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Title: Physical studies of dental pit and fissure sealants
Author: Young, Kenneth Charles
ISNI:       0000 0001 3575 7087
Awarding Body: University of Glasgow
Current Institution: University of Glasgow
Date of Award: 1977
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The application of sealants to pits and fissures on occlusal surfaces of teeth as a caries preventive measure has been evaluated in numerous clinical studies. However, the duration of sealant cover and the caries reductions found in these different trials were extremely variable, even where the same materials, and ostensibly the same techniques, had been used. The primary objective of this study was to investigate physical factors involved in applying sealants and to devise changes in materials and application procedures to ensure long term sealant retention and caries reduction. A second objective was to explain the very poor retention found by Stephen, Sutherland and Trainer (1976) for the TP2206 (Alphaseal) fissure sealant system. The effects of various clinical factors, including moisture contamination and surface treatments, on the adhesion between sealant and enamel were assessed using a new tensile testing technique. These tests also indicated the importance of applying sufficient u. v. radiation to set the resins. A subsequent investigation of the output and distribution of radiation from u.v. sources supplied for clinical use, showed a wide range in performance for different units of the same type. In particular, one of the sources used by Stephen et al. (1976) had a very low output. Studies with microhardness measurements showed that Nuva-seal set more rapidly and to a greater final hardness when higher u.v. intensities were used. Alphaseal set more slowly than Nuva-seal, and did not set readily in depth. U.V. absorption measurements indicated that the transmission through Nuva-seal was sufficient to allow setting to the depths normally expected of fissure sealants. Alphaseal showed much stronger absorption, which was partly due to a fluorescent dye incorporated to aid long term sealant detection, and partly due to the high concentration of catalyst used (5% w/w). The setting behaviours of three u.v. activated sealants (Nuva-seal, Alphaseal and Nuva-cote) were compared using a new method, which relied on the passage of acoustic vibrations to determine the set. The nature of the dependence of the rate of set on the u.v. intensity was similar for all three materials. However at any given intensity Nuva-seal set faster than Nuva-cote and Alphaseal by factors of about 4 and 13, respectively. The slow setting of Alphaseal was largely due to the strong absorption of the u. v. radiation in the surface layers.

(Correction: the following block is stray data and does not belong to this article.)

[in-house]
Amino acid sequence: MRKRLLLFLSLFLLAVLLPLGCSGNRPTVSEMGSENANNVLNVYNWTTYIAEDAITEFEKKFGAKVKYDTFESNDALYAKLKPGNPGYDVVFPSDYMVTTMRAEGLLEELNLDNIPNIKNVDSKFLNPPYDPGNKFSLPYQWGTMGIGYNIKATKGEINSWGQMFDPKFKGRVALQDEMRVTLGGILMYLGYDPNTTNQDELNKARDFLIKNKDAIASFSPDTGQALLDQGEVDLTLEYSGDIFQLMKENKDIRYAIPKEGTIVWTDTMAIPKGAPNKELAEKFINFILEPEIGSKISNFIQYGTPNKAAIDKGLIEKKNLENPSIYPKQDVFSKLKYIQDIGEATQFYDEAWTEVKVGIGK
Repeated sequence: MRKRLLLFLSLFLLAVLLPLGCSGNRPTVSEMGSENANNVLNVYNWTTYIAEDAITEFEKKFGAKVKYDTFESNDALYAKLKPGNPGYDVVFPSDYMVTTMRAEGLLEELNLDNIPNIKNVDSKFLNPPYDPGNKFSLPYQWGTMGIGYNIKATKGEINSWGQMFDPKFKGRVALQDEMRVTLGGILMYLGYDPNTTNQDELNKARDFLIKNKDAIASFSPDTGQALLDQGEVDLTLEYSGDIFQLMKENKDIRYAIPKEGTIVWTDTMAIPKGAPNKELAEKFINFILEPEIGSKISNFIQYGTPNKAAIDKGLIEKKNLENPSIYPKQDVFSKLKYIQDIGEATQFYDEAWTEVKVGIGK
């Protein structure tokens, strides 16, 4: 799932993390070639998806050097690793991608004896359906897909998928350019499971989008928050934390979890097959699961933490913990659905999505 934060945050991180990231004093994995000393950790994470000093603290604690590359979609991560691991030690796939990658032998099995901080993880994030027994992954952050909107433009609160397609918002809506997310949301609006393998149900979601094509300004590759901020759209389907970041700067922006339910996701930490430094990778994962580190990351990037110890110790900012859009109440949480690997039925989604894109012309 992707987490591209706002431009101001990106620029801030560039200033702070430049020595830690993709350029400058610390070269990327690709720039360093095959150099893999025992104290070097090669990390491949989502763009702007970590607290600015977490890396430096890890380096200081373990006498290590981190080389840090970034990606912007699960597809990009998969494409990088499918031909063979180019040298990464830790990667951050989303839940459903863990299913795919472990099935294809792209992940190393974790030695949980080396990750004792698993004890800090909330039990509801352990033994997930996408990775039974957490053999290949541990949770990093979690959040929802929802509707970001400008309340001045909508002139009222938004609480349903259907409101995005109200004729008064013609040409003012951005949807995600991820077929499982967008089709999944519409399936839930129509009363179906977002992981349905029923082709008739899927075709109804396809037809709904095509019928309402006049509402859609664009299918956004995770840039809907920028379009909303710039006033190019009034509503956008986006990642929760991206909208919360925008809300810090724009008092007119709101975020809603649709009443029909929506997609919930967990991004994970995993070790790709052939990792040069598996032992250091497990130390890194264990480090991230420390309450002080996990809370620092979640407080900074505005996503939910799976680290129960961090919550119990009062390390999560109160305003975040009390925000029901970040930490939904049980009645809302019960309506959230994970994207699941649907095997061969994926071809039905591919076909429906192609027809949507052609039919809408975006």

Supervisor: Not available Sponsor: Not available
Qualification Name: Thesis (Ph.D.) Qualification Level: Doctoral
EThOS ID:  DOI: Not available